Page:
3rd February Ranikhet:

On the drive to Ranikhet we again had good views of the Himalayas although the cloud cover comes over early in the morning. We made several stops along the way to view overhead raptors and one of these proved to be a Golden Eagle. Ranikhet itself is an army town with several barracks. We stayed at West View Hotel, an old colonial style hotel with very large rooms. A little faded in its glory but warm and comfortable with electricity AND hot water! The area looked good birding habitat but we saw very little apart from Asian Barred Owlet and Himalayan Griffon.

4th – 5th February. Tiger Camp. Corbett’s National Park:

The journey to Corbett’s took about half a day and we arrived at Tiger Camp in time for lunch. This is a very comfortable lodge with two roomed bungalows. 
The food at this place is buffet style but plentiful and delicious! On our arrival the resident ornithologist/organiser had his scope set up on a pair of Collared Scops Owls close to the restaurant. After lunch we drove back along the Ranikhet road for a few kilometres. We stopped by a bridge over an almost dry river bed. Walking up the river bed we were looking for Slaty-backed Forktail but were unlucky. We did see Small Niltava, Rufous-bellied Niltava and Crested Kingfisher.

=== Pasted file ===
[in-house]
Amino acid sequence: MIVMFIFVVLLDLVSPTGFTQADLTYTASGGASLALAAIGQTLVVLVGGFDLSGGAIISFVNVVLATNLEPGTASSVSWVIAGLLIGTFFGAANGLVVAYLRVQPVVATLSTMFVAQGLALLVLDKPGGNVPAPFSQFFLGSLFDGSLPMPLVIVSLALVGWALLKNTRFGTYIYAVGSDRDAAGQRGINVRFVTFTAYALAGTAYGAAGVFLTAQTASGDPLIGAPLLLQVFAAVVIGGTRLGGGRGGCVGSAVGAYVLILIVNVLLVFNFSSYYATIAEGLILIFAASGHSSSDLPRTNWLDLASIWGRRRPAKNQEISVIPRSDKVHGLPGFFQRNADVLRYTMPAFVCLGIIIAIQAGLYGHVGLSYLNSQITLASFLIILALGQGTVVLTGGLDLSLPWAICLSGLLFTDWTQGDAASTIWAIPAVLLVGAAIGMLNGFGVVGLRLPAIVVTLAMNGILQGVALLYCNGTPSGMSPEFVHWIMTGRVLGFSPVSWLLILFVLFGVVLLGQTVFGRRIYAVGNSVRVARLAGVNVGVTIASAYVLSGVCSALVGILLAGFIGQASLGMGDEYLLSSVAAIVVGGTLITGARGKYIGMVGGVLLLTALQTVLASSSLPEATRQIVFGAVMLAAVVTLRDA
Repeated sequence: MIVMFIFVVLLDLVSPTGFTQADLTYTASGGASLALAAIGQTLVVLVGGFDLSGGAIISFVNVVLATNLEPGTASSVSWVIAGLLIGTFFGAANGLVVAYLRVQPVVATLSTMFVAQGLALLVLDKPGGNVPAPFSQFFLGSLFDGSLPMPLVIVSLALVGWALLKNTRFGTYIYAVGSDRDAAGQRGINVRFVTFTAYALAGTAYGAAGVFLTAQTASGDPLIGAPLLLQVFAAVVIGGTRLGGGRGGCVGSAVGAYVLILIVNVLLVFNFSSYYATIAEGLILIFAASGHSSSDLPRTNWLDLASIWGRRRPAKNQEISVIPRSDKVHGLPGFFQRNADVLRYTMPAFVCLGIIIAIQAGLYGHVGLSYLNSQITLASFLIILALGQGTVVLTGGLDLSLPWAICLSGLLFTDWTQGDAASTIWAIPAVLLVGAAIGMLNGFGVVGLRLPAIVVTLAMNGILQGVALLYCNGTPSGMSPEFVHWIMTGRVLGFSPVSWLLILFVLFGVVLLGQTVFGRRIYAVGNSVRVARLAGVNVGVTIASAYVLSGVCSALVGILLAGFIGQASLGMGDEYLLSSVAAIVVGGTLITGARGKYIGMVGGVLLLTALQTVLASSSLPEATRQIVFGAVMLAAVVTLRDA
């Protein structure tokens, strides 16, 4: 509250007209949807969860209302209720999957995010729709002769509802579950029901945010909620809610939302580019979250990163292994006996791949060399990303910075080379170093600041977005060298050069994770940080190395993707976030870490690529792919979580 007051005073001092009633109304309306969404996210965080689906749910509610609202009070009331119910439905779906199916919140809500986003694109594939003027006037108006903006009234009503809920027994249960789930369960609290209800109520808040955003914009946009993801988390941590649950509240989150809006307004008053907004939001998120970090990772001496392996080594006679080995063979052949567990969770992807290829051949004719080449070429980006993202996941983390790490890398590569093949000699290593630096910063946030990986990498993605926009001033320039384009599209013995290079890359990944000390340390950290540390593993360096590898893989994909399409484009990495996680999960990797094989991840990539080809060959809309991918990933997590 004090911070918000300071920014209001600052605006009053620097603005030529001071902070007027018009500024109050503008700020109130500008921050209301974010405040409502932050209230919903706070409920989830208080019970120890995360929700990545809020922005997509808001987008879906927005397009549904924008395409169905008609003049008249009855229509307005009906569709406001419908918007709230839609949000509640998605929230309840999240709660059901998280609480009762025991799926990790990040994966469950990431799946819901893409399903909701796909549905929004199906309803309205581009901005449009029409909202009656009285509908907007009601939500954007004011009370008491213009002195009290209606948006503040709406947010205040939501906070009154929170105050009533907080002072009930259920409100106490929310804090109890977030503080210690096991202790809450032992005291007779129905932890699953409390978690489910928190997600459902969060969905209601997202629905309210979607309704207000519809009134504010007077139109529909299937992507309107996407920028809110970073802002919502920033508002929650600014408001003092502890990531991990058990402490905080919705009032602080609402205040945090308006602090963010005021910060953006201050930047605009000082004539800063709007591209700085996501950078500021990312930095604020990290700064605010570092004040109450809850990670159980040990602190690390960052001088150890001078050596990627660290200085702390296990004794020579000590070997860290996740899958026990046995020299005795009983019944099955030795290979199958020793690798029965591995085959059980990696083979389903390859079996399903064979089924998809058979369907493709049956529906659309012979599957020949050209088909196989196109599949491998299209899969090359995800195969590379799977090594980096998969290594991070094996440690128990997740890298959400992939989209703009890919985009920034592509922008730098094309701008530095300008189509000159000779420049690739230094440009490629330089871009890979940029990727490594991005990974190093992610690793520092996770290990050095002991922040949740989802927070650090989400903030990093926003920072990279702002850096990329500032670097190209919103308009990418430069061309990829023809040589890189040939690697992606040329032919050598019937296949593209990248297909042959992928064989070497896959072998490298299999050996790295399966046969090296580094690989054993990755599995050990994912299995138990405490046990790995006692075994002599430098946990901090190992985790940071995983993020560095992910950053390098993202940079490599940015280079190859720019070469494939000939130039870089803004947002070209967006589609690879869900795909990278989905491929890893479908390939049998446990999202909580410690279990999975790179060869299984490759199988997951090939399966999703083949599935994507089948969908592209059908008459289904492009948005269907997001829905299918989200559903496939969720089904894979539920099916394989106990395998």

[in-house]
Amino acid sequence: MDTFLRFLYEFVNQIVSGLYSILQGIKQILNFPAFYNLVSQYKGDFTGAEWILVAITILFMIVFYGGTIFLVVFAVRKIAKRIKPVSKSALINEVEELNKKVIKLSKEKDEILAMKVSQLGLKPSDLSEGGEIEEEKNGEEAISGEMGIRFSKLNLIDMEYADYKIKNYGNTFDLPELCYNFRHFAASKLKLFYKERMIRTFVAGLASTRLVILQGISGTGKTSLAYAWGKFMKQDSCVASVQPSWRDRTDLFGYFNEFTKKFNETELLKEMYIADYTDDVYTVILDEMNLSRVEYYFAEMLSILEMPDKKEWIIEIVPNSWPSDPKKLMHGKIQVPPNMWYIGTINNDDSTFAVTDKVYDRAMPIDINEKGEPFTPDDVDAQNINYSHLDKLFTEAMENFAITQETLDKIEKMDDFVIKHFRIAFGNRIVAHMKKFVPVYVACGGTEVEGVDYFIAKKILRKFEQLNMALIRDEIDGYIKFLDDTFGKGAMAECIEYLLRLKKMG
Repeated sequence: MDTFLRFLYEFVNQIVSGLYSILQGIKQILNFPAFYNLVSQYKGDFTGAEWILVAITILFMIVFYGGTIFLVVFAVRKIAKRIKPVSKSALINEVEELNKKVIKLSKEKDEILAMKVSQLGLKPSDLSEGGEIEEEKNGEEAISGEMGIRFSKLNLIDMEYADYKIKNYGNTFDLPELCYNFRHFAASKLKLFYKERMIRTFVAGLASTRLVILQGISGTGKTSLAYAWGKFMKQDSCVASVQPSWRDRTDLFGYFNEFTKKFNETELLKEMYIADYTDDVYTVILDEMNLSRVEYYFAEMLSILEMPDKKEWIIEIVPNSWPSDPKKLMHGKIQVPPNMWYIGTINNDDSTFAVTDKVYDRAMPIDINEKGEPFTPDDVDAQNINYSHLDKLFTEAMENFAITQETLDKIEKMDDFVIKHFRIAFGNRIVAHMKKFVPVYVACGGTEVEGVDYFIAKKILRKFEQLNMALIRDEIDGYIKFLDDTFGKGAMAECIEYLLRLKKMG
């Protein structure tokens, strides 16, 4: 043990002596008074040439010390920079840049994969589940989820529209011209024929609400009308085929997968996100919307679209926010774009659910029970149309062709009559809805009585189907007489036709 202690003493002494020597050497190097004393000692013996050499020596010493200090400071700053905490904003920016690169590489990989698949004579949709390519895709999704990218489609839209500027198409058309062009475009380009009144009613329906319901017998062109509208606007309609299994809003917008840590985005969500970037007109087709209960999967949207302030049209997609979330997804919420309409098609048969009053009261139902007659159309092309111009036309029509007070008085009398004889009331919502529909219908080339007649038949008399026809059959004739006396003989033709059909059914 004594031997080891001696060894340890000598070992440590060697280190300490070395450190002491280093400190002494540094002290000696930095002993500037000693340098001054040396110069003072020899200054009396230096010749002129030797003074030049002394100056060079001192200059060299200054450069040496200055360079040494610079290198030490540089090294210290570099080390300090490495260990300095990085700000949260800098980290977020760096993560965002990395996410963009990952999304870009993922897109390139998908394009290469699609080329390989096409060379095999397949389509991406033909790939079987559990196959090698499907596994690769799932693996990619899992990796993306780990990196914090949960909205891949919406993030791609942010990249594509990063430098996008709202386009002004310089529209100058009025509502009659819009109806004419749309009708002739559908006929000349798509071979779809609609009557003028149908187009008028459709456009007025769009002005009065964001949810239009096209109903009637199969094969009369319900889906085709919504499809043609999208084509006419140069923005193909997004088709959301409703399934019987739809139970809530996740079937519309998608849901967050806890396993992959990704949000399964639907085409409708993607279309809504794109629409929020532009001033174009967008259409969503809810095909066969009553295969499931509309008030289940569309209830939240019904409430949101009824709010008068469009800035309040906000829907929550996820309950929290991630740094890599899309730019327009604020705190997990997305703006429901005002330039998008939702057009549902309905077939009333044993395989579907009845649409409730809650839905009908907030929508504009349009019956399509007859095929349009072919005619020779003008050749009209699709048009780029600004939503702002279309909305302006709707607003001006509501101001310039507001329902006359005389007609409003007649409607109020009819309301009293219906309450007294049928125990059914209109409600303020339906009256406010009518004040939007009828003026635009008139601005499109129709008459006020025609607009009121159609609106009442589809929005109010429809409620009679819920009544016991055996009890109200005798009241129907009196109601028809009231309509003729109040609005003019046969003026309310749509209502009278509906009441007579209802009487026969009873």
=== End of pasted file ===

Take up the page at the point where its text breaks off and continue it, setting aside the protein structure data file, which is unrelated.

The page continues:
The resident “organiser” arranged our visit next day to the Corbett’s reserve with the permits, guide (obligatory), jeep included. Total cost was approx 4500 rupees for 5 people (included Raju our bird guide). Also 1500 rupees for an elephant ride. The elephant ride was just that – a 2 hour trek through the forest with little chance of seeing anything! 
The reserve guides are geared up to finding a tiger (we failed although there was plenty of evidence of tiger activity) and to get them to stop for birds is quite difficult.